Time

sp

0 100 200 300 400 500

−0.20.00.1

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tdx=(2+c(1:502))/12+1967# create a calendar time index. The data start at March 1967 so that the index is from 3:505 par(mfcol=c(1,1))# return to one plot per page

plot(tdx,ibm,type='l',xlab='year',ylab='ibm',main="Monthly IBM returns")

1970 1980 1990 2000 2010

−0.2−0.10.00.10.20.3

Monthly IBM returns

year

ibm

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acf(ibm,lag=20) # specify the number of ACF to compute

0 5 10 15 20

0.00.20.40.60.81.0

Lag

ACF

Series ibm

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pacf(ibm,lag=20)

5 10 15 20

−0.050.000.050.10

Lag

Partial ACF

Series ibm

Box.test(ibm,lag=10,type="Ljung")# Compute Ljung-Box Q(m) statistics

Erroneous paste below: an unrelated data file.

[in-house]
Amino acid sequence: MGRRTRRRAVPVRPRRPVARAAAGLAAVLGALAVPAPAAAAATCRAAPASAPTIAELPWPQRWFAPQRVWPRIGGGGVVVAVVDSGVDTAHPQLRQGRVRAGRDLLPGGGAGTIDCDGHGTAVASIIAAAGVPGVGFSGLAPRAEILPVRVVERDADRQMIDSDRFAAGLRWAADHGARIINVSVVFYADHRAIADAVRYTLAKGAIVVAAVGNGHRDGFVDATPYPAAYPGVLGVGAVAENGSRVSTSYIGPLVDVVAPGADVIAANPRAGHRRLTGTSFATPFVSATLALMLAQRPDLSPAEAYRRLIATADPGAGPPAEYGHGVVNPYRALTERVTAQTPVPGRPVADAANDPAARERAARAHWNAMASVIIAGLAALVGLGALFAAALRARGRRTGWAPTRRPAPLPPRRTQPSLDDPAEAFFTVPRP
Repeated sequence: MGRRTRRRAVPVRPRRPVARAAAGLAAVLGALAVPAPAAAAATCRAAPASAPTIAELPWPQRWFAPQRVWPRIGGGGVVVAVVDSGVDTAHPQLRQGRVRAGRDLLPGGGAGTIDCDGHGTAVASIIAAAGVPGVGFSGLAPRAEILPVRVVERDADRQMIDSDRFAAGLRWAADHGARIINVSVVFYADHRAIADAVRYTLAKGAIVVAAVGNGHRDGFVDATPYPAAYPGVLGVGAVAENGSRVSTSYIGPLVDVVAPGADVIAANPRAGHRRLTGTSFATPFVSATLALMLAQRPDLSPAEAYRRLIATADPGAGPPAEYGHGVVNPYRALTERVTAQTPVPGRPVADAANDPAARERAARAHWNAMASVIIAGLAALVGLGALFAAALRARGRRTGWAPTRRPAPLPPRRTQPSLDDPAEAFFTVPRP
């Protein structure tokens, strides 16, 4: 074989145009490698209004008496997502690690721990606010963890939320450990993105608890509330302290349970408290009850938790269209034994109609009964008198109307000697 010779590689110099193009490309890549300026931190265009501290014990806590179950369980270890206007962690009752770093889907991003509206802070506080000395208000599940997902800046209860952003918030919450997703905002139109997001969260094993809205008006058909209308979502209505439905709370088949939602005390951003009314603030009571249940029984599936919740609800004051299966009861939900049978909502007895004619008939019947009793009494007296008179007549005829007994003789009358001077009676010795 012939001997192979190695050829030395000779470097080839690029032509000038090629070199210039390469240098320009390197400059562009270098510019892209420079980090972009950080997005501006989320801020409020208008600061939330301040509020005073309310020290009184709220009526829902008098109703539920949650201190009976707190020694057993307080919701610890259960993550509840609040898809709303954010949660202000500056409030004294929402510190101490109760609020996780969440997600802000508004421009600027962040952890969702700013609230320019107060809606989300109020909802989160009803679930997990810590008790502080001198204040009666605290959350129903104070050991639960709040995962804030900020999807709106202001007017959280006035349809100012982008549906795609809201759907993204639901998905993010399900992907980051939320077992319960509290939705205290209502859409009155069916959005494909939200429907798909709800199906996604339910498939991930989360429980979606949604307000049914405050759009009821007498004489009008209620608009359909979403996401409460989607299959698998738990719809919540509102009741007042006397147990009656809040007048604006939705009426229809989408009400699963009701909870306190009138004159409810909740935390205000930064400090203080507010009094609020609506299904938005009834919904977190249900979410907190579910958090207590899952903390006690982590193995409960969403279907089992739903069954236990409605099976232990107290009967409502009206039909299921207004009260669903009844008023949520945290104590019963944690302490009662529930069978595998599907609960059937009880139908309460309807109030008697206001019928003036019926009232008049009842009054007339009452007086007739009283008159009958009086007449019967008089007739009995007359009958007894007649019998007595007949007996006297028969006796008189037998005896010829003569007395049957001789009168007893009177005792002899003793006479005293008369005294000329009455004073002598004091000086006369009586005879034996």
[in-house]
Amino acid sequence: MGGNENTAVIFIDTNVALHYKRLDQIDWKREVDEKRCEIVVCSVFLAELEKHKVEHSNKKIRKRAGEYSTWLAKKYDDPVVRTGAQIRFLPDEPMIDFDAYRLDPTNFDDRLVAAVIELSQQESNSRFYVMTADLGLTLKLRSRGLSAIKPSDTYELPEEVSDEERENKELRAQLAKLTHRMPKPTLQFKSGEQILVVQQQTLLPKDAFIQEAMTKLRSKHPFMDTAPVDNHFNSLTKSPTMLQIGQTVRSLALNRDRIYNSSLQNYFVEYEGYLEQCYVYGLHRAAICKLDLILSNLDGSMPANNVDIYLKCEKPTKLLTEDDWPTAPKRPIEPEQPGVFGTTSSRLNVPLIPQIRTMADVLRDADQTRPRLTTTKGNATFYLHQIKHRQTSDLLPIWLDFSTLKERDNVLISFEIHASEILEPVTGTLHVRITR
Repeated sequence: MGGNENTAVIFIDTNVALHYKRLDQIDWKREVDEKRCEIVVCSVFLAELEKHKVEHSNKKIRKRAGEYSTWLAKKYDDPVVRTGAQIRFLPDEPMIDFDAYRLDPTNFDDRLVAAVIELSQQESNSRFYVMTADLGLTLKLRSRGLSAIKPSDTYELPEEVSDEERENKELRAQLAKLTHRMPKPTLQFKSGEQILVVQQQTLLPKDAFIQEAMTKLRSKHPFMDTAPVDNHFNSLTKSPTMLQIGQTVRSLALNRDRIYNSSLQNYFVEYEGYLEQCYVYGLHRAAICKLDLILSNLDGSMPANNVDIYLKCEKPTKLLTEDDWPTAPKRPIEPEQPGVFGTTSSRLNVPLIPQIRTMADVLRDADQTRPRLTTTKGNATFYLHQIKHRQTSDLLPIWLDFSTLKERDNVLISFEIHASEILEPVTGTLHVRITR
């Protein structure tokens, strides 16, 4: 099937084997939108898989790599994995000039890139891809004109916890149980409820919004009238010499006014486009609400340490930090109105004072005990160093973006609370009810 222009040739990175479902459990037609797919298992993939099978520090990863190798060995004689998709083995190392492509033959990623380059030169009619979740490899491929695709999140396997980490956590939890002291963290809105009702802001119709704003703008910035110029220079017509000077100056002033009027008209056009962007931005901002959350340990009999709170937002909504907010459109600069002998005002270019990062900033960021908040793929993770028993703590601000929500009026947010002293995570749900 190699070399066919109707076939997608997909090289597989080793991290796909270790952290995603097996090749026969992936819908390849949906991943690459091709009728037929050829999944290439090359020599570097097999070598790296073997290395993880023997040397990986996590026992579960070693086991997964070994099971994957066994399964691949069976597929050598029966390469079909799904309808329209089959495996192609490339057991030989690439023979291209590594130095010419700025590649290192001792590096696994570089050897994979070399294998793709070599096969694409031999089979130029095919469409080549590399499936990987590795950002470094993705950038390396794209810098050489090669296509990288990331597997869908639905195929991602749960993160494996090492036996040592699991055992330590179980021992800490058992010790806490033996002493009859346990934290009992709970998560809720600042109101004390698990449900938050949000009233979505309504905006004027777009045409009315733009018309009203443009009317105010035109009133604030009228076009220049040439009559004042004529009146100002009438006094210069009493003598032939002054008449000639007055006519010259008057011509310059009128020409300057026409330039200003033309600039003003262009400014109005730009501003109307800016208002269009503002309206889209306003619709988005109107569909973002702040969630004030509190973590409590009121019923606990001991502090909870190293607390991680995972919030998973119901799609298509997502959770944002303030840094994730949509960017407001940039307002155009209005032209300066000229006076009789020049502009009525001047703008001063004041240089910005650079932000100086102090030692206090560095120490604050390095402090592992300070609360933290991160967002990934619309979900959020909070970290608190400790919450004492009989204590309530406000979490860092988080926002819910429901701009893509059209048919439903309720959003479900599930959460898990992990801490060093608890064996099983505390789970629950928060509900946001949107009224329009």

##

## Box-Ljung test

##

## data: ibm

## X-squared = 6.9444, df = 10, p-value = 0.7307

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Lag operator: Lrt= rt−1, L2rt = rt−2.

Available data at time t, Ft−1≡ {r1, r2, · · · , rt−1}.

The return rt is decomposed into two parts given information Ft−1: rt= µt+ at= E (rt|Ft−1) + σtt.

µt is conditional mean of rt. It is the function of elements of Ft−1, and it is predictable part of rt.

at is shock or innovation at time t, it is unpredictable part of rt.

t is an i .i .d . sequence with mean zero and variance 1.

σt is conditional standard deviation. (volatility)

Model for µt: mean equation; Model for σt2: volatility equation.

Two purposes for time series models:

- A model for µt.

- Understanding models for σt2. (properties, forcasting, etc.)

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Linear time series

rt is linear if the predictable part is a linear function of Ft−1and ats are i .i .d . distributed.

That is, rt can be written as rt = µ +P

i =0ψiat−i, where µ is a constant, ψ0 = 1 and at is an i .i .d . sequence with mean zero and finite variance.

at is shock or innovation at time t and ψi are the impulse responses of rt.

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Figure

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References